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Protecting Our Food, Farms & Environment
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Pacific Northwest
Hawai'i CFS

Why We Fight, Why We Vote, Why We Win

August 10th, 2016
By: Ashley Lukens, PhD, Hawai'i Center for Food Safety Director
Center for Food Safety

On the eve of the Primary Election this Saturday in Hawai‘i, I want to share my thoughts on voting. As someone inspired by anti-colonial work, anarchist activism, and direct action, I understand the need to work outside the system and on the system. As someone frustrated by two-party politics (or, in Hawai‘i’s case, one big fake party), I too want to express my disdain by opting out.

I have read the polls and have voted for long enough to feel a sense of powerlessness, especially when you’re voting for president from a non-swing state. Given that I’m not planning a move to Florida anytime soon (and I’m assuming neither are you), I’d like to offer the following reasons we should add voting to our political repertoire:

We vote because when our children ask us what we're doing today, we can say we're helping pick our president, our representative, our senator, our mayor.

We vote so that our employees, our friends, our family, our students, our communities know that we voted - and that together we create a culture that votes and participates.

We vote because as leaders we must lead by example.

We don't just vote to win. We vote because when we don't, we maintain a world where a few with money and power run our government and our economy.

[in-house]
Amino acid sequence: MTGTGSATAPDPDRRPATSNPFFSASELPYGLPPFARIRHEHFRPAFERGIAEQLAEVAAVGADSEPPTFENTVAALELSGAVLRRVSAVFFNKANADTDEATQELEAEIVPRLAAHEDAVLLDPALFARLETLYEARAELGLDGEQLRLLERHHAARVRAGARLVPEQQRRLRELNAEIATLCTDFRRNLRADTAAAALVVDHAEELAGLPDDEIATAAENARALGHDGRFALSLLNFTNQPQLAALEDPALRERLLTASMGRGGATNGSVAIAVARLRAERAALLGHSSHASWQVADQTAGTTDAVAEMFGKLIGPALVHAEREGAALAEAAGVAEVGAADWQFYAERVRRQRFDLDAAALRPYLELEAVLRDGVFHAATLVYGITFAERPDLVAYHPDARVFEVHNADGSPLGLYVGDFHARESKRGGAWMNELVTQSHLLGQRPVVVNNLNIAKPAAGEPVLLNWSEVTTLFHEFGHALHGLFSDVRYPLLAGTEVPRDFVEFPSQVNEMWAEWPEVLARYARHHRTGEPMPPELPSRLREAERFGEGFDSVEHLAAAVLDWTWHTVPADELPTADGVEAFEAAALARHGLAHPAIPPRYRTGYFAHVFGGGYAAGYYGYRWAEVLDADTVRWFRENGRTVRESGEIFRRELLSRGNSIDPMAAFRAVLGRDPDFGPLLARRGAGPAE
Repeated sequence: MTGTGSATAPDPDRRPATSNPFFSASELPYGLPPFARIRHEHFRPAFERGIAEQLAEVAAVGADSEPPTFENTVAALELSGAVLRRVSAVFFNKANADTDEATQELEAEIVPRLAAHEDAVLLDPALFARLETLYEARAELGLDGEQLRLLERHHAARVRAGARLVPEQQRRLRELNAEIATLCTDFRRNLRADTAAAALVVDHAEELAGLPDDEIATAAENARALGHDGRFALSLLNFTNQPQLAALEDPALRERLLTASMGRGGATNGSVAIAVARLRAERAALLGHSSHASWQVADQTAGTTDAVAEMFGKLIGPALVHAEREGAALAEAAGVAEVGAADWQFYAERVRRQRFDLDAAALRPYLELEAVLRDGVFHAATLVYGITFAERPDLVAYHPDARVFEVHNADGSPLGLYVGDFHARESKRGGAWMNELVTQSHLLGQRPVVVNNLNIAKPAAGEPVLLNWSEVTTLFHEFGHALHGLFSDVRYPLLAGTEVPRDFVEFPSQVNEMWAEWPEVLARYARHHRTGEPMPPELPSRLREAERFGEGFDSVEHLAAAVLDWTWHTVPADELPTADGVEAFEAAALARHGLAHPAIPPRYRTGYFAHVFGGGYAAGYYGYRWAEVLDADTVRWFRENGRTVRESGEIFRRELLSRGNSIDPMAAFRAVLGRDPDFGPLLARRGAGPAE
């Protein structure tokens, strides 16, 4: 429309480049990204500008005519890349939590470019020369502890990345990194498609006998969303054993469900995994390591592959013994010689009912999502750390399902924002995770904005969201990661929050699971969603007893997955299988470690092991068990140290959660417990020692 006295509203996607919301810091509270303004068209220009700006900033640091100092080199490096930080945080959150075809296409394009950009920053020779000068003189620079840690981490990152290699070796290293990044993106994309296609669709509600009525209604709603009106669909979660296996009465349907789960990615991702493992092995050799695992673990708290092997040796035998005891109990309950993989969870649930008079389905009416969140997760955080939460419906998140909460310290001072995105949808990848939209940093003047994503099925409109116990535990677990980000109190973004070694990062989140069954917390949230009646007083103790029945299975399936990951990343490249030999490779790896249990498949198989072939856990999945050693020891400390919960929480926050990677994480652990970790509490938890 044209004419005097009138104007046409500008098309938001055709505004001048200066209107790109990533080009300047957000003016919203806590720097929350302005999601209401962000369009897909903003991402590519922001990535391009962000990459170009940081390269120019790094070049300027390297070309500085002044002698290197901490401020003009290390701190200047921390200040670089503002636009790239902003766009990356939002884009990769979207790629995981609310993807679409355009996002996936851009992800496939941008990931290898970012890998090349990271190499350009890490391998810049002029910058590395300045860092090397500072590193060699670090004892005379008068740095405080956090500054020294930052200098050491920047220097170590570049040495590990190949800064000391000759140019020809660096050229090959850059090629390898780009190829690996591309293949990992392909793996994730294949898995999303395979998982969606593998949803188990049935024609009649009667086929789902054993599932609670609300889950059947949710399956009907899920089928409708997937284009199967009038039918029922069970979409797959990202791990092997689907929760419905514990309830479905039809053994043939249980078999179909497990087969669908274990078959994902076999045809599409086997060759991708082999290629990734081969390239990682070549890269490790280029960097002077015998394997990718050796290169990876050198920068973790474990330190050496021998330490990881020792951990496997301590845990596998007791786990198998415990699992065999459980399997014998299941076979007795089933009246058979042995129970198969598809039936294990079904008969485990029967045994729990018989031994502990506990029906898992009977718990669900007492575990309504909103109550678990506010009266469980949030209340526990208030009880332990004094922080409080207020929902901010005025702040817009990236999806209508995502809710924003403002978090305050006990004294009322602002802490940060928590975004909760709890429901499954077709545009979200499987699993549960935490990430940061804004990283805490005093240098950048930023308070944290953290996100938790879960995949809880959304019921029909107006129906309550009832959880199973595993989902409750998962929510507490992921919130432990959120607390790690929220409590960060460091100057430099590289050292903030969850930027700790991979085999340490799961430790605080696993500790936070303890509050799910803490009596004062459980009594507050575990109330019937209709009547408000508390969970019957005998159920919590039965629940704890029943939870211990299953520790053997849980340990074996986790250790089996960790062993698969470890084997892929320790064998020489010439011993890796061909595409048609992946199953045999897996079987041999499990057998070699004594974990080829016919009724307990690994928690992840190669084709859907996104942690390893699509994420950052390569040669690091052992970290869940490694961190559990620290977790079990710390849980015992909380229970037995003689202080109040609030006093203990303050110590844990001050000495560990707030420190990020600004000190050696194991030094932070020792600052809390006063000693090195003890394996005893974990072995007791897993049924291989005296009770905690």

We vote because local politicians, the one’s we often cannot name and do not know, make choices every day that have a profound impact on our daily lives. They shape the rules that govern large corporations, and how these entities can impact our bodies and our environment. Corporations spend big in local politics because it matters. They know that if they have representatives in government at the state and local level, then the game they play will have rules that work for them.

Though it may feel like the odds are stacked against us, the writing is NEVER totally on the wall. I remember the final days before the vote on Maui County’s GE Moratorium in 2014, when everyone thought Monsanto had it in the bag. I remember those signs that community leaders Lauryn Rego and Alika Atay made that read “$8 million to tell the truth?” I remember losing on the first print out (I was actually on live TV). I remember losing on the second print out.

And I also remember when we won.

Please, everyone - vote. Vote as if our planet depended on it. Vote as if the lives of our friends depended on it. Vote as if our educational system depended on it. If everyone had that attitude, then we wouldn't be fighting the battles we're fighting today.

And then, when you're done voting, realize it’s not enough and organize, advocate, resist, and create.

2016 Primary Election Information:

Voter Registration & Early Walk-in Voting Locations Open until Thursday August 11 at 4 PM

Primary Election Day – Saturday August 13 from 7 AM to 6 PM

Find voter registration and early walk-in locations here.

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